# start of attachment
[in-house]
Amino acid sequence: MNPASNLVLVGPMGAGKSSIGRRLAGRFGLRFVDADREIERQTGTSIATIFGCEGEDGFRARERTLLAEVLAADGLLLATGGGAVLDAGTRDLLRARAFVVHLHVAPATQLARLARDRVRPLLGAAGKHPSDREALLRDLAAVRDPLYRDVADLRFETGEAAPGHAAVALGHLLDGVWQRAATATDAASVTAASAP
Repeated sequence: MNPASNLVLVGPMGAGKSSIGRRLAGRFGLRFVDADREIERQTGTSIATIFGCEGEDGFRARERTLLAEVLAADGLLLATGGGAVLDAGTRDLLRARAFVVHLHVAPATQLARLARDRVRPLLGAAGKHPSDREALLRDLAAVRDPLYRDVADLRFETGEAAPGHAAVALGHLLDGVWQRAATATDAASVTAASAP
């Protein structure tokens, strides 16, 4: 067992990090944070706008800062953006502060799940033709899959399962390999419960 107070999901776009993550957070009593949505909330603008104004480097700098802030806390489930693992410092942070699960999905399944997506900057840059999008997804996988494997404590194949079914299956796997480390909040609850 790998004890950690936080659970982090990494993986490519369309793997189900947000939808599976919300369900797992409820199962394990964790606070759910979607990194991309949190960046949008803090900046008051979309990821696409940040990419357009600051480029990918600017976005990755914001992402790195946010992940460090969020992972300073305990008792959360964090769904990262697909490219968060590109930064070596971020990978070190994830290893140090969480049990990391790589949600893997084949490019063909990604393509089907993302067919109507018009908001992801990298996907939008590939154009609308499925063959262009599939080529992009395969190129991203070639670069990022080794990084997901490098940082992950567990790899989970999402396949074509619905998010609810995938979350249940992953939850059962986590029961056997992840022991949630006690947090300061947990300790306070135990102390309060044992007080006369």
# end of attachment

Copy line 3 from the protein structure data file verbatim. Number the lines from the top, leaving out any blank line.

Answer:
Repeated sequence: MNPASNLVLVGPMGAGKSSIGRRLAGRFGLRFVDADREIERQTGTSIATIFGCEGEDGFRARERTLLAEVLAADGLLLATGGGAVLDAGTRDLLRARAFVVHLHVAPATQLARLARDRVRPLLGAAGKHPSDREALLRDLAAVRDPLYRDVADLRFETGEAAPGHAAVALGHLLDGVWQRAATATDAASVTAASAP